# Second Bimedial is Irrational

## Theorem

In the words of Euclid:

*If two medial straight lines commensurable in square only and containing a medial rectangle be added together, the whole is irrational; and let it be called a***second bimedial***straight line.*

(*The Elements*: Book $\text{X}$: Proposition $38$)

## Proof

Let $AB$ and $BC$ be medial straight lines which are commensurable in square only.

Let $AB$ and $BC$ contain a medial rectangle.

Let $DE$ be a rational straight line.

- Let $DF$ be a parallelogram set out on $DE$ equal to the square on $AC$.

Let its breadth be $DG$.

From Proposition $4$ of Book $\text{II} $: Square of Sum:

- $AC^2 = AB^2 + BC^2 + 2 \cdot AB \cdot BC$

Let $EH$ be a rectangle applied to $DE$ whose area equals $AB^2 + BC^2$.

The rectangle $HF$ which remains from $DF$ having had $EH$ removed is therefore equal to $2 \cdot AB \cdot BC$.

Since each of $AB$ and $BC$ are medial, both of $AB^2$ and $BC^2$ are also medial.

By hypothesis, $2 \cdot AB \cdot BC$ is also medial.

As:

- $EH = AB^2 + BC^2$

and:

- $FH = 2 \cdot AB \cdot BC$

each of the rectangles $EH$ and $FH$ is medial.

Each of $EH$ and $FH$ is applied to the rational straight line $DE$.

From Proposition $22$ of Book $\text{X} $: Square on Medial Straight Line:

- Each of $DH$ and $HG$ is rational and incommensurable in length with $DE$.

We have that $AB$ is incommensurable in length with $BC$.

We also have that:

- $AB : BC = AB^2 : AB \cdot BC$

So by Proposition $11$ of Book $\text{X} $: Commensurability of Elements of Proportional Magnitudes:

- $AB^2$ is incommensurable with $AB \cdot BC$.

But from Proposition $15$ of Book $\text{X} $: Commensurability of Sum of Commensurable Magnitudes:

- $AB^2 + BC^2$ is commensurable with $AB^2$

and from Proposition $15$ of Book $\text{X} $: Magnitudes with Rational Ratio are Commensurable:

- $2 \cdot AB \cdot BC$ is commensurable with $AB \cdot BC$.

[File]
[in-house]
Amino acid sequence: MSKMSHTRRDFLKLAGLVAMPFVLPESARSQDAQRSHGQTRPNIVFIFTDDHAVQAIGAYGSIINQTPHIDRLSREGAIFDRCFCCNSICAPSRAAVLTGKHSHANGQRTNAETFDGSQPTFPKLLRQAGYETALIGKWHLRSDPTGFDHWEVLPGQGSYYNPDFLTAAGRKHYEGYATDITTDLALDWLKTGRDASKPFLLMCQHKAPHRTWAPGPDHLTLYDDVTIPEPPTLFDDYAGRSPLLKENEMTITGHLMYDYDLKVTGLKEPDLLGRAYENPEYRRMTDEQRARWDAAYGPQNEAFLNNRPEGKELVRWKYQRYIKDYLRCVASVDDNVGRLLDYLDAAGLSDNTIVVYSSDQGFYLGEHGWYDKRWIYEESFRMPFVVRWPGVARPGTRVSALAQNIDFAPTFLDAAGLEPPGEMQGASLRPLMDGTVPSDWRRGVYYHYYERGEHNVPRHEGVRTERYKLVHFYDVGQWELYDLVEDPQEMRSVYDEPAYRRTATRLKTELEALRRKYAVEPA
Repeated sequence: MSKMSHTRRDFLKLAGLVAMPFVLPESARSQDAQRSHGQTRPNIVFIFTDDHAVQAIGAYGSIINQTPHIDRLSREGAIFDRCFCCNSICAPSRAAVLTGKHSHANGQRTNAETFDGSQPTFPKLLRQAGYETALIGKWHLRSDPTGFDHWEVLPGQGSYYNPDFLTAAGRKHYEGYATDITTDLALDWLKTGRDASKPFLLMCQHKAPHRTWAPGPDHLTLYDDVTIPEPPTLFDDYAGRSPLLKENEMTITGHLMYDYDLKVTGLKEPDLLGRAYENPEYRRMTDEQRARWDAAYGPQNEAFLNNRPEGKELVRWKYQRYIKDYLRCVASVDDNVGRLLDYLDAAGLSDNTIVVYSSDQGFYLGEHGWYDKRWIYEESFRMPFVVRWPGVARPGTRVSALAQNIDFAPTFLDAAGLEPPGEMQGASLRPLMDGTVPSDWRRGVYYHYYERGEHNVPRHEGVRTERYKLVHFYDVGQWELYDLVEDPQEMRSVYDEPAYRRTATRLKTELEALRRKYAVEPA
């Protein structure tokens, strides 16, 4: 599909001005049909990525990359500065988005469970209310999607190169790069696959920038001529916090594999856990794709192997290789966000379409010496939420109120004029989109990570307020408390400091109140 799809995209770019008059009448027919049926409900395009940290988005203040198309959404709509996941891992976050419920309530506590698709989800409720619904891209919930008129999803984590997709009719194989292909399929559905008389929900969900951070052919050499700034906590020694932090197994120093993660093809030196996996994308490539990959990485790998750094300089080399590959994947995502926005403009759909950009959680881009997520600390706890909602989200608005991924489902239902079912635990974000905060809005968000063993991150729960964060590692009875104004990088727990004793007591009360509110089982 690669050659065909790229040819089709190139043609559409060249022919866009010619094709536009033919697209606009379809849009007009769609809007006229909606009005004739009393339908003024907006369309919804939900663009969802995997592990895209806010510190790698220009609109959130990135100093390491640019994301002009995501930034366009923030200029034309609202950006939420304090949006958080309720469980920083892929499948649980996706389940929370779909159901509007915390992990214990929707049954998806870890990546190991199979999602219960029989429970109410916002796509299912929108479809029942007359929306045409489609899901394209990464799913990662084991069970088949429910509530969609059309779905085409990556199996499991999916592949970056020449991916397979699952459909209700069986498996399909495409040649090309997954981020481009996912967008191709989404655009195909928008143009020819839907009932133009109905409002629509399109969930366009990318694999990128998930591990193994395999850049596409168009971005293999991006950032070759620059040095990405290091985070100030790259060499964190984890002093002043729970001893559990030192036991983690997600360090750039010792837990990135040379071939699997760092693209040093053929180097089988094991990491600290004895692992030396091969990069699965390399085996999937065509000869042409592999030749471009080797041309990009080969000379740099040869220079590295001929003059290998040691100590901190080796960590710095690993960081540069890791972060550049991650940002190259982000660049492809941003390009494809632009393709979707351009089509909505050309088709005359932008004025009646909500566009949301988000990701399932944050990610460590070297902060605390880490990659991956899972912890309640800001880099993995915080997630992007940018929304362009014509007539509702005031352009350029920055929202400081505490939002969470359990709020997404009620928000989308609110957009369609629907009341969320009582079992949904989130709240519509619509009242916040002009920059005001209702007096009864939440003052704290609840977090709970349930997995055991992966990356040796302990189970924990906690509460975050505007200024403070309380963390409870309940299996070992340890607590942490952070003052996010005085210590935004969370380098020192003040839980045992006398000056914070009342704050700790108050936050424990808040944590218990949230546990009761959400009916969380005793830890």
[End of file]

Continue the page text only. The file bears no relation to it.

Therefore from Proposition $13$ of Book $\text{X} $: Commensurable Magnitudes are Incommensurable with Same Magnitude:

- $AB^2 + BC^2$ is incommensurable with $2 \cdot AB \cdot BC$.

But:

- $EH = AB^2 + BC^2$

and:

- $HF = 2 \cdot AB \cdot BC$

Therefore $EH$ is incommensurable with $HF$.

So from:

and:

it follows that $DH$ is incommensurable in length with $HG$.

Therefore $DH$ and $HG$ are rational straight lines which are commensurable in square only.

By Proposition $11$ of Book $\text{X} $: Binomial is Irrational:

- $DG$ is irrational.

But $DE$ is rational.

From Proposition $20$ of Book $\text{X} $: Quotient of Rationally Expressible Numbers is Rational:

- The rectangle contained by an irrational and a rational straight line is irrational.

Therefore $DF$ is irrational.

From Book $\text{X}$ Definition $4$: Rational Area:

- The side of a square equal to an irrational area is irrational.

But $AC$ is the side of a square equal to $DF$.

Therefore $AC$ is irrational.

Such a straight line is called **second bimedial**.

$\blacksquare$

## Historical Note

This proof is Proposition $38$ of Book $\text{X}$ of Euclid's *The Elements*.

## Sources

- 1926: Sir Thomas L. Heath:
*Euclid: The Thirteen Books of The Elements: Volume 3*(2nd ed.) ... (previous) ... (next): Book $\text{X}$. Propositions

- (in which a mistake apppears)